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The most overused tool in a litigator’s toolbox December 13, 2012

From Meyer v. Snyder’s Lance, Inc., Case No.  4:12-CV-215 (COL) (M.D. Ga.):

Defendant’s Motion to Dismiss is another example of what Twombly and Iqbal have wrought-a compulsion to file a motion to dismiss in every case. The Supreme Court’ s statement in Bell Atlantic Corp. v. Twombly, 550 U.S. 544 (2007), which was reaffirmed in Ashcroft v. Iqbal, 556 U.S. 662 (2009), did not seem startling: to survive a motion to dismiss, a complaint must contain sufficient factual matter, accepted as true, to “state a claim to relief that is plausible on its face.” Twombly, 550 U.S. at 570; accord Iqbal, 556 U.S. at 678.  The additional explanation that the complaint must include sufficient factual allegations “to raise a right to relief above the speculative level,” Twombly, 550 U.S. at 555, likewise did not suggest that the Supreme Court intended to rewrite Rule 12(b) (6) or abandon notice pleading; and the Court’s observation that “a formulaic recitation of the elements of a cause of action does not suffice, id., did not seem to foreshadow a sea change in the legal standard governing motions to dismiss. But many lawyers (and judges) have interpreted the Supreme Court’s decisions in Twombly and Iqbal as ushering in a new era for motions practice in federal court. From this Court’s perspective and experience, Twombly has become the most overused tool in the litigator’s tool box.

Since Twombly was decided, many lawyers have felt compelled to file a motion to dismiss in nearly every case, hoping to convince the Court that it now has the authority to divine what the plaintiff may plausibly be able to prove rather than accepting at the motion to dismiss stage that the plaintiff will be able to prove his allegations. These motions, which bear a close resemblance to summary judgment motions, view every factual allegation as a mere legal conclusion and disparagingly label all attempts to set out the elements of a cause of action as “bare recitals.” They almost always, either expressly or, more often, implicitly, attempt to burden the plaintiff with establishing a reasonable likelihood of success on the merits under the guise of the “plausibly stating a claim” requirement. While these cautious lawyers, who have been encouraged by Twombly and Iqbal, have parsed the Twombly decision to extract every helpful syllable, they often ignore a less well known (or at least less frequently cited) admonition from Twombly: “Rule 12 {b) {6) does not permit dismissal of a well-pleaded complaint simply because ‘it strikes a savvy judge that actual proof of those facts is improbable.'” Watts v. Fla. Int’l Univ., 495 F.3d 1289, 1295 {11th Cir. 2007) {quoting Twombly, 550 U.S. at 556).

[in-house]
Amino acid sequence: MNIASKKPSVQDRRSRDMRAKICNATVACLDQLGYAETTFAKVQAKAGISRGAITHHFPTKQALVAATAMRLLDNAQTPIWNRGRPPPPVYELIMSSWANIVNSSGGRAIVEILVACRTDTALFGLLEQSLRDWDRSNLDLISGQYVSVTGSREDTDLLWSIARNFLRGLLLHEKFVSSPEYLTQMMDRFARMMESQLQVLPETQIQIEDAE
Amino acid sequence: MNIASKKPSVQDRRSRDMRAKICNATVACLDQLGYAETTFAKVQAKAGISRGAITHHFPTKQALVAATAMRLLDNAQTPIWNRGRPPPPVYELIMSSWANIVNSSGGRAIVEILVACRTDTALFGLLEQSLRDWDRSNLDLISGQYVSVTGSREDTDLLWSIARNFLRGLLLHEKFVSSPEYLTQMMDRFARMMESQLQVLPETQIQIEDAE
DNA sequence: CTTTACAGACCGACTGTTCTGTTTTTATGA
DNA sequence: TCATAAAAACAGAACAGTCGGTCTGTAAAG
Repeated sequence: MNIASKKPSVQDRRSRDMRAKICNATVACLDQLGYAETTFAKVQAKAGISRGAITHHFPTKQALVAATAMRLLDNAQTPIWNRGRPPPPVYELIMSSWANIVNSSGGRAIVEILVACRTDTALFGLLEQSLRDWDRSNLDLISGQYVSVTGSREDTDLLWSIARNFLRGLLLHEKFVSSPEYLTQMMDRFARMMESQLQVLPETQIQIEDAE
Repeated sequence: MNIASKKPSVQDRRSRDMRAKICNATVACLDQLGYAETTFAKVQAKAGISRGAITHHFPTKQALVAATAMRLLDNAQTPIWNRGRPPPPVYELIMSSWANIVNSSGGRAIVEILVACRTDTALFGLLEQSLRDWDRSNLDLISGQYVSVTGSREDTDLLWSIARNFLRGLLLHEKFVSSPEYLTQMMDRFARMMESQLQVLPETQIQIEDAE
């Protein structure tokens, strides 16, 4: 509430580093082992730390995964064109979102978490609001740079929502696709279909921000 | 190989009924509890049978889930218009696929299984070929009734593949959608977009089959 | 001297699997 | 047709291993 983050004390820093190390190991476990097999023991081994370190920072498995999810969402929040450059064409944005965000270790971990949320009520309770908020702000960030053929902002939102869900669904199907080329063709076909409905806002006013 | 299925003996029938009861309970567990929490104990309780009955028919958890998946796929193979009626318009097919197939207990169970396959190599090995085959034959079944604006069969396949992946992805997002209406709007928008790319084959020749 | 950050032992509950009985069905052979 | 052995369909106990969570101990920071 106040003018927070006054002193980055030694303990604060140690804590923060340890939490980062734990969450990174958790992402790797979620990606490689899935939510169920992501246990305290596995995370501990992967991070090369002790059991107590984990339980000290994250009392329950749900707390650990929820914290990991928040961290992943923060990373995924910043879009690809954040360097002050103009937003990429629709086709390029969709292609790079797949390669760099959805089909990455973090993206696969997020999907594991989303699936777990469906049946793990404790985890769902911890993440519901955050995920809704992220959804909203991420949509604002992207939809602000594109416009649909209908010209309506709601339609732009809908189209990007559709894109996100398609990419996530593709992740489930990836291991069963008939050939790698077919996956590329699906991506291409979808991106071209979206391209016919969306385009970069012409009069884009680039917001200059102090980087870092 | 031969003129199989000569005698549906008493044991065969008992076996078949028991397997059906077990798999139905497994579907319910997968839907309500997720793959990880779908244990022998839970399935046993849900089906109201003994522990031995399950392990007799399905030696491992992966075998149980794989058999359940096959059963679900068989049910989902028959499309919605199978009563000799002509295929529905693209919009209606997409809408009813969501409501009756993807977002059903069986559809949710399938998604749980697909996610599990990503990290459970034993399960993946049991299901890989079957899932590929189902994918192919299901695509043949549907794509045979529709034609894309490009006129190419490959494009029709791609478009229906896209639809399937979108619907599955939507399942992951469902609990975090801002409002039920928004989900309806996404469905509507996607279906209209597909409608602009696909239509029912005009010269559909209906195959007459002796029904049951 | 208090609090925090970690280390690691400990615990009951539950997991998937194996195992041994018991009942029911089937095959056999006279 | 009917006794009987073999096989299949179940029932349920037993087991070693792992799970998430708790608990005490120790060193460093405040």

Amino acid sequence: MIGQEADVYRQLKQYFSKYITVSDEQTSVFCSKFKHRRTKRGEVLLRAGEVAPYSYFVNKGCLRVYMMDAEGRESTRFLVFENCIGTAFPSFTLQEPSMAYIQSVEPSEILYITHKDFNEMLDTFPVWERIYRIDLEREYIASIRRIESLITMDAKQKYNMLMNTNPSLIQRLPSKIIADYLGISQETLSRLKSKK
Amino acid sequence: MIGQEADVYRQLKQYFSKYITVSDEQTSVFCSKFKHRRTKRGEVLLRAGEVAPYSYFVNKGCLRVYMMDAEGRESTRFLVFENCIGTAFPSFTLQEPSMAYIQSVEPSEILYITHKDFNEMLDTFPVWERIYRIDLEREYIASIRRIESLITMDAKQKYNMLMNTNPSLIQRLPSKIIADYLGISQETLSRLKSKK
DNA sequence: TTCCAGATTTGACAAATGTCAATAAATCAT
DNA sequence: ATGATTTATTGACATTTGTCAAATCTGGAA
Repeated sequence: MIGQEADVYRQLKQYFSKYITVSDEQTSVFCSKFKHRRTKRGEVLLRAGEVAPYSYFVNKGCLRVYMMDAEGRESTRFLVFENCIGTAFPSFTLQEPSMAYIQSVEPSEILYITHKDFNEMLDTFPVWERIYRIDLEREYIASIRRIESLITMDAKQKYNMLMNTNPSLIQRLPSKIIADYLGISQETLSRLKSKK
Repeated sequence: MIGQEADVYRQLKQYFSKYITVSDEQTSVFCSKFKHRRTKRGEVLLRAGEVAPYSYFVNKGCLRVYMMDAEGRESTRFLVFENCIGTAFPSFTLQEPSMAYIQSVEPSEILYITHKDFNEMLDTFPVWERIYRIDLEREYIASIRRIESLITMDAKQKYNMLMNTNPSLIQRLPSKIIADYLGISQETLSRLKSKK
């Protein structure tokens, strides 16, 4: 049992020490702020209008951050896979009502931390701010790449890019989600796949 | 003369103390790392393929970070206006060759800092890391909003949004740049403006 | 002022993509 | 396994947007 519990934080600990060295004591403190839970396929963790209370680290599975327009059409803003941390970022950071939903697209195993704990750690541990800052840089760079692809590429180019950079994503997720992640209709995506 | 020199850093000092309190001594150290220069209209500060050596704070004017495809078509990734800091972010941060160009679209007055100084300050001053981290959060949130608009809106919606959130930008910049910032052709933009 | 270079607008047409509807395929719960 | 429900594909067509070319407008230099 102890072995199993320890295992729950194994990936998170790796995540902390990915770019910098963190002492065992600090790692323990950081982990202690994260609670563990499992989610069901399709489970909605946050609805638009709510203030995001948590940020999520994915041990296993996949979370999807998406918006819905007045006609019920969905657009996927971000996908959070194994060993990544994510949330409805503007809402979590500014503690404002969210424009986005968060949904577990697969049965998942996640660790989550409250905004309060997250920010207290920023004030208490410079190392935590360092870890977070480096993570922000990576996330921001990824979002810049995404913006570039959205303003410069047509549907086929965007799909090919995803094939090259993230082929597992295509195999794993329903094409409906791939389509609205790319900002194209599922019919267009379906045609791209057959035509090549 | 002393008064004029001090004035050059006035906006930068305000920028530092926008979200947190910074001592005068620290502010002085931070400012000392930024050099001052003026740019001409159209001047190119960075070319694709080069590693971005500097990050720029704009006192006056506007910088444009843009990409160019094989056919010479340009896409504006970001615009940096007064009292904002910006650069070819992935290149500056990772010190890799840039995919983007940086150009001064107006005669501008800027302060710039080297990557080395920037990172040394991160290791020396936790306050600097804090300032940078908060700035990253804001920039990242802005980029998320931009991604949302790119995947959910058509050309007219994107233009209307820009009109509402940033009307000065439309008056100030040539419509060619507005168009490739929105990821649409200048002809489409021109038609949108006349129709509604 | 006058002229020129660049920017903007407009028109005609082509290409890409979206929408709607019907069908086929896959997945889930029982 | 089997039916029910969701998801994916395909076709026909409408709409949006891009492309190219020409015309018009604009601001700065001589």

Blinded by the Twombly/Iqbal compulsion, many lawyers fail to appreciate the distinction between determining whether a claim for relief is “plausibly stated,” the inquiry required by Twombly/Iqbal, and divining whether actual proof of that claim is “improbable,” a feat impossible for a mere mortal, even a federal judge. This Court obviously understands that not all motions to dismiss suffer from this Twombly/Iqbal compulsion, but many do, and the present one certainly does. Accordingly, it is denied.

IT IS SO ORDERED, this 12th day of December, 2012.
S/Clay D. Land
United States District Court Judge

 

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